Inspired by Google’s “10 things we know to be true”, this essay outlines the 10 things that we think matter. We developed it because we were growing so quickly. We were a team of 3 founders in September 2021 and will be 25+ team members soon. We needed something to guide people on how to make decisions at Passthrough.
These things influence everything we do.
- We screen candidates based on how they’ve exemplified these traits before meeting us.
- We dedicate time during our employee’s first day to go through them one by one.
- We evaluate performance based on how the team’s living them at Passthrough.
Some things are individualistic traits, others about our relationships with our customers, and still more about how we work with each other. The only difference between the version that you see here and what we share internally is we have real-life examples from Passthrough to show how these work in practice. We expect these to evolve over time.
If making the private markets more efficient excites you and these values resonate, please reach out or check out our open roles.
Do the right thing
Good and bad customer experiences have large ripple effects at Passthrough because we’re a network-based business. Customers trust us with sensitive information for their firm and investors. Be stewards of their data and never take risks with it. Provide exceptional customer service. Understand that the experience of their investors and providers like law firms impacts the customer experience too. Don’t take shortcuts when you know there’s a better solution.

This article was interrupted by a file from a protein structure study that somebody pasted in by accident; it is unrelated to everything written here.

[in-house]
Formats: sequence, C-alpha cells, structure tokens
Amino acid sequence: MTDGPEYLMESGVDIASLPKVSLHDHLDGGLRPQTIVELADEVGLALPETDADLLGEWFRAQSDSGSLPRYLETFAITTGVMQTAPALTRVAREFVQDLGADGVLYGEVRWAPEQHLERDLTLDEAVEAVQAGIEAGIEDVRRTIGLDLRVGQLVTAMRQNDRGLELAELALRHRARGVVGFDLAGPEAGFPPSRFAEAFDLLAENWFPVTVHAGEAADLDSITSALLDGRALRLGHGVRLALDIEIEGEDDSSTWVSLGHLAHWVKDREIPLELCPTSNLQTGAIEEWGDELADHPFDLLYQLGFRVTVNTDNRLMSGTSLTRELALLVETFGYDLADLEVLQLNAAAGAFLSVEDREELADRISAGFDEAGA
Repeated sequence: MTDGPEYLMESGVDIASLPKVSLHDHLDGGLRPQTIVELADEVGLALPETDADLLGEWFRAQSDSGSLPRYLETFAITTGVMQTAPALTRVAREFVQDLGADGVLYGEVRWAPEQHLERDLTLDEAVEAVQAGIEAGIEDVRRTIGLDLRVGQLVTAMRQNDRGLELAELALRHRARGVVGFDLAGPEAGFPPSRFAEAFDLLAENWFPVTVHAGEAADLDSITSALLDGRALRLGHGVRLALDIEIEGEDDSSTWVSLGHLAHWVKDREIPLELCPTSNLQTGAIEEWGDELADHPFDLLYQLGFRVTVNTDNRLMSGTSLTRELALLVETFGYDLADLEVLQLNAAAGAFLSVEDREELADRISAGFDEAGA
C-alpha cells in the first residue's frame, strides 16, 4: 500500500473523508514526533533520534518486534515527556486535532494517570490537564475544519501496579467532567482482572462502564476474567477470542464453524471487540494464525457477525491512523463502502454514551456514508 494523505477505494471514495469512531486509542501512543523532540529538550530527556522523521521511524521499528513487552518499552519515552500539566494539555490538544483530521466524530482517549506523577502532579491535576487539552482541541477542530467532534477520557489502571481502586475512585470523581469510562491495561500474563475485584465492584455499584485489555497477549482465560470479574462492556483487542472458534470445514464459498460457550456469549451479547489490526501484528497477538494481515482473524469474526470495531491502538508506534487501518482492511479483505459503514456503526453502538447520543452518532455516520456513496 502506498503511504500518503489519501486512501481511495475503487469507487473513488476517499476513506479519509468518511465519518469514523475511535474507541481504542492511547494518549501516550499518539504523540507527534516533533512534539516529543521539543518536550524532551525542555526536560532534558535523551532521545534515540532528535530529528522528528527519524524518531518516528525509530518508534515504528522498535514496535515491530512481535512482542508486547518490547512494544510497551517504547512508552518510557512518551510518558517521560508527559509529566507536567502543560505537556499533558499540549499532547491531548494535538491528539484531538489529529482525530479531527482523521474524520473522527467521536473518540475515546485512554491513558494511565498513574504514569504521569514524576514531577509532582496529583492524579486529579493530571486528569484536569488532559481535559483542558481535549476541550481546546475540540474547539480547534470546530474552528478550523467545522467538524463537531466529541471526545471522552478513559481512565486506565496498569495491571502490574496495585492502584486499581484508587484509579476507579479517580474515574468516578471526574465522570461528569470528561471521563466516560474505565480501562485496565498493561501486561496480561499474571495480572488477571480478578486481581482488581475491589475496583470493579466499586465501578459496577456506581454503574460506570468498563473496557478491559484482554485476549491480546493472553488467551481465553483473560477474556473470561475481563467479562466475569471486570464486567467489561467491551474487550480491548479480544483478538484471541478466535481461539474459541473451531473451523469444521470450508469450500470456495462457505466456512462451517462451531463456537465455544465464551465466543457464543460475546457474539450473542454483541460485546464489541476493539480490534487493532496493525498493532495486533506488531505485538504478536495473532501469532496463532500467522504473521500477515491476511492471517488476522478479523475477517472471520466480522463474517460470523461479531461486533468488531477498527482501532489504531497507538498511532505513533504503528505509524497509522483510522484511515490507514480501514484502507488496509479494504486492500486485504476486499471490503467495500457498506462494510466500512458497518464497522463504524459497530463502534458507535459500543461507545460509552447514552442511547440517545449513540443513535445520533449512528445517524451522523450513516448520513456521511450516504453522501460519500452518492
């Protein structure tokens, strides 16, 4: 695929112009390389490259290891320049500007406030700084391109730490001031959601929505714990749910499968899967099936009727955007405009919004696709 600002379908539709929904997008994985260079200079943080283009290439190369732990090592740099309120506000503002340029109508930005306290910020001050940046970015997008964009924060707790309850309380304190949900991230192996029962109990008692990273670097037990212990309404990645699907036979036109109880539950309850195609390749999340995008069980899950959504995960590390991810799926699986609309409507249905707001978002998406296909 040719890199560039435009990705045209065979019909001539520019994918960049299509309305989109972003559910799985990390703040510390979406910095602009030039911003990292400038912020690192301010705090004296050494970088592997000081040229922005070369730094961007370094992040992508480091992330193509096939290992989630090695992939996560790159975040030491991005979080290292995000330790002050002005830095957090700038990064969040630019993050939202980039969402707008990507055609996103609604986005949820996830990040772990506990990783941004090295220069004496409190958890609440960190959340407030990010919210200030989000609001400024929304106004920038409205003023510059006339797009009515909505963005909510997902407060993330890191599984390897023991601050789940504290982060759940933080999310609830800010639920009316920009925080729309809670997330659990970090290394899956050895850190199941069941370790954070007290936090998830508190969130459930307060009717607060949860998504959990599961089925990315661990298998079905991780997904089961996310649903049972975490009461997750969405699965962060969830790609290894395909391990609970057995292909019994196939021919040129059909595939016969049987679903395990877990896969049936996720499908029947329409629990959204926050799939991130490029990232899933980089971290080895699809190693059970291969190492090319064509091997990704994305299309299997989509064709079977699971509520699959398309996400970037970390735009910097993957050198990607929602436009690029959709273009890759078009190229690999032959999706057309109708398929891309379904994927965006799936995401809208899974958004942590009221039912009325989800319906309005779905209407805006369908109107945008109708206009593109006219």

Learn from our mistakes
We’re going to make mistakes, so let’s take advantage of it. Postmortem Culture: Learning from Failure is required reading for all employees and our postmortems can be found in #postmortems in Slack. The post was written for software engineers but it’s applicable to all teams. Postmortems take time, so our criteria for needing one includes (but isn’t limited to) a service disruption or poor customer outcome. We assume everyone involved in an incident had good intentions and did the best they could with the information they had. We don’t assign blame to the people or teams involved. We avoid pointing fingers and keep it constructive. We share our lessons so everyone can benefit.
We believe that for an organization to achieve excellence, the people who work there need to be able to say yes to the following questions:
- Am I treated with dignity and respect regardless of pay or title?
- Do I receive the resources I need (training, tools, etc.) to excel at my work?
- Do I receive encouragement and recognition for my contributions?
People can get by putting in 80% effort in most jobs. We want people putting in 100%. We can't expect you to put in 100% unless you are treated with respect, you have what you need to succeed, and you receive recognition for what you do. When an organization has 100% of its people putting in 100% of their effort, it can achieve excellence.
It’s on all of us to make sure our colleagues can say yes to these questions.
Trust the process